But really the most helpful thing for me has been "yeah that's sweet, but instead of boop-shhh-boop-shhh what if we do boop-boop-shhh-shhh". It sound ridiculous I'm sure, and my drummer probably feels like he's speaking sign language with a chimpanzee sometimes, but it works for us.
  6. Munjibunga

    Munjibunga Total Hyper-Elite Member Gold Supporting Member

    May 6, 2000
    San Diego (when not at Groom Lake)
    Independent Contractor to Bass San Diego
    Learn to count beats and their subdivisions. Know what whole notes, half notes, quarters, eighths, sixteenths, etc. are. Know what a shuffle beat is. Finally, know what a flam is and tell him to use lots of them.
  7. CS


    Dec 11, 1999
    He's the drummer, let him play the drums. If he cannot get a new one.

    Telling people what to play is going to get old very quickly and you will probably end up as a solo act.
  8. PlungerModerno


    Apr 12, 2012

    Learn to do rhythm as well as a percussionist. know where the 1 is for every measure in every time signature, including counting during rests and watching syncopation like a hawk.

    Flams are cool, but they work best in moderation IMO. Like ghost notes... on bass and drums! :D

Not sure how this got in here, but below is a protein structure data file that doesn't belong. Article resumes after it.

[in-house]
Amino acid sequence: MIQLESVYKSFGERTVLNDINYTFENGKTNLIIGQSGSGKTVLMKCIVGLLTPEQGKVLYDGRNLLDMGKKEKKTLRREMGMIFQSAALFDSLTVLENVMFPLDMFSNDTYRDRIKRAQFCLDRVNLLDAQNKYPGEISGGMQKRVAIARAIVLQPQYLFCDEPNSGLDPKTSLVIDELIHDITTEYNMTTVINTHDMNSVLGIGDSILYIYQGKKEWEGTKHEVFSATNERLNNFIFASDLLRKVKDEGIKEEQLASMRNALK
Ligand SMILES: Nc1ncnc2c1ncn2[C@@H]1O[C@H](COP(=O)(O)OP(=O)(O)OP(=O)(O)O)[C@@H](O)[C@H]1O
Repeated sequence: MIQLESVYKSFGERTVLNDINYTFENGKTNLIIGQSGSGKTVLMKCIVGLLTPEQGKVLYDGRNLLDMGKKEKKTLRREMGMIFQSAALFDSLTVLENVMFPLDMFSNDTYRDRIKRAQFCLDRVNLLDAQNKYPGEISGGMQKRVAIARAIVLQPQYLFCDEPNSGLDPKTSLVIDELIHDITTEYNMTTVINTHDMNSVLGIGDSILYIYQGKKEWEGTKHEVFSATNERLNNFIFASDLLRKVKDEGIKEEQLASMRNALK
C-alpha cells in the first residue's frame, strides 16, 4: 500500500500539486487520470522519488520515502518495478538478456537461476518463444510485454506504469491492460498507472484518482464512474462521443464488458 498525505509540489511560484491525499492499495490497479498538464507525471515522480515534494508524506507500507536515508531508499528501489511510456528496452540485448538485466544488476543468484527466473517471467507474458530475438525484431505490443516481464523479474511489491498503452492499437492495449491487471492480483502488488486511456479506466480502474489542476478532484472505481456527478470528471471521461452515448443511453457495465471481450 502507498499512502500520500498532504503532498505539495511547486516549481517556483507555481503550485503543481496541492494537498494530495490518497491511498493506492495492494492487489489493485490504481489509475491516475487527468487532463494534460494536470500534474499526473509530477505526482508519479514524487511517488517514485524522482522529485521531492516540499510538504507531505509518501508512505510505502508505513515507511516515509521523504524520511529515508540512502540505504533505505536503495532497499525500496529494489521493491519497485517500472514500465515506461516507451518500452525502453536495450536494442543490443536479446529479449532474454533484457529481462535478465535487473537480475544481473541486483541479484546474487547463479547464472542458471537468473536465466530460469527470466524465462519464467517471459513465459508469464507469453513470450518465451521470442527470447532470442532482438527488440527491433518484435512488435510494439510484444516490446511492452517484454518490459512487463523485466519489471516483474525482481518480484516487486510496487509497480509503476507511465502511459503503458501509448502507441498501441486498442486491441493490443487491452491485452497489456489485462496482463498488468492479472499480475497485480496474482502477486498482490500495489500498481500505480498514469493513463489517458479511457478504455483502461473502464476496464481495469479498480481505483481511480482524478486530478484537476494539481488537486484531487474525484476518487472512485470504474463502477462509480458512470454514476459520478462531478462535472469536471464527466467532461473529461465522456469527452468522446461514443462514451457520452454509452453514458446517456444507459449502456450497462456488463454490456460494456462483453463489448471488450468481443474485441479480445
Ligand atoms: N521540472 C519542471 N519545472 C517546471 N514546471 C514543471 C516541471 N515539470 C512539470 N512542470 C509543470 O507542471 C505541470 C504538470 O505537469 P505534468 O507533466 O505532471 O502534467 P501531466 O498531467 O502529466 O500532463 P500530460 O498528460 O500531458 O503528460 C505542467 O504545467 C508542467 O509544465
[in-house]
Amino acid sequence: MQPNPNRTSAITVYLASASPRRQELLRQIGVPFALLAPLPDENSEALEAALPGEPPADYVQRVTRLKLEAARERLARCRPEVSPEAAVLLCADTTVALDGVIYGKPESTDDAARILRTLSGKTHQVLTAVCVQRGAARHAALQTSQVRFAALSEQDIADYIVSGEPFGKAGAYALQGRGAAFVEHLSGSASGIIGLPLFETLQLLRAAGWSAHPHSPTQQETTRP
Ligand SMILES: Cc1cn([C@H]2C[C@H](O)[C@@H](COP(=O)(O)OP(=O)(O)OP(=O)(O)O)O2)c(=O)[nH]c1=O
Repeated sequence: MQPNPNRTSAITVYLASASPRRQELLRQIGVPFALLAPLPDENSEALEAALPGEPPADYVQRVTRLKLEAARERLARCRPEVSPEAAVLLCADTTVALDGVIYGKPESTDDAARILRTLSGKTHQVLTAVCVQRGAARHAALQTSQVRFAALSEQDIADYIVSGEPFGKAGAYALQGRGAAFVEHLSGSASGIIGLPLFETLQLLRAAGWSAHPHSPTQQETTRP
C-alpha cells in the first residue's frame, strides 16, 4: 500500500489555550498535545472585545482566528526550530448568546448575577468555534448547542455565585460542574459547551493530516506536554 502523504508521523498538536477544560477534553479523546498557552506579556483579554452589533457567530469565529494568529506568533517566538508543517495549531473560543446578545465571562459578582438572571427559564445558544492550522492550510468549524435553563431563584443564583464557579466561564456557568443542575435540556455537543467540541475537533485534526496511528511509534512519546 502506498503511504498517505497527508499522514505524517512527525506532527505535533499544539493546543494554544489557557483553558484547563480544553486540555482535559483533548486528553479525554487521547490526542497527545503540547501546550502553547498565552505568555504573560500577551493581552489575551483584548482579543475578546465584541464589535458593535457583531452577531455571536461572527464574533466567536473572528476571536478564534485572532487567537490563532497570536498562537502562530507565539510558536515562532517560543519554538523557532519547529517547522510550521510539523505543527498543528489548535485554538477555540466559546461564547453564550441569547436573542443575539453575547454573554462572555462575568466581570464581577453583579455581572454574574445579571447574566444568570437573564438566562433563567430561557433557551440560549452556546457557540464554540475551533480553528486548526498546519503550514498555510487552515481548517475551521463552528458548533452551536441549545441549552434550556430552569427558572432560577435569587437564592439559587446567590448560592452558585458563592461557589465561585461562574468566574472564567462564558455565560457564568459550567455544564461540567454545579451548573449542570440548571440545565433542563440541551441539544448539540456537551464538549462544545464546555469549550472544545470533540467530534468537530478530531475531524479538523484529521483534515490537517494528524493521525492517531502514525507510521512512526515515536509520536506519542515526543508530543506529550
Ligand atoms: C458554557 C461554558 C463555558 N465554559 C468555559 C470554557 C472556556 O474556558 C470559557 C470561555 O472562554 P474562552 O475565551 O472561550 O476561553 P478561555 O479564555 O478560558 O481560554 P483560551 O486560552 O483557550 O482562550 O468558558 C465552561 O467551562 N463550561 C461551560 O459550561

Get into the habit of consistency, I've had to develop exercises to transfer between 1/8ths and 1/8th note triplets at higher bpm's (and very low ones too).

    Click track anyone???? :hyper:

    If you can play drums, or have a drum machine you can come up with groove suggestions. Don't be a backseat arranger for the drummer, you'll cramp his/her style. Come up with some main drum parts for the stuff you write... I'm not sure I could write for another person beyond giving feedback on what they come up with like: "leave the double pedal out of the verse, it sounds crowded", etc, etc.
  9. Munjibunga

    Munjibunga Total Hyper-Elite Member Gold Supporting Member

    May 6, 2000
    San Diego (when not at Groom Lake)
    Independent Contractor to Bass San Diego
    No. Flams dominate. I want a flam on 2 and 4 of every measure in every song.

    Kick, flam, kick, flam, kick, flam, kick, flam, kick, flam, kick, flam, kick, flam, kick, flam, kick, flam, kick, flam, kick, flam, kick, flam, kick, flam, kick, flam, kick, flam, kick, flam, kick, flam, kick, flam, kick, flam, kick, flam, kick, flam, kick, flam, kick, flam, kick, flam, kick, flam, kick, flam, etc., etc.
  10. crusie


    Oct 19, 2009
    Djursland, Denmark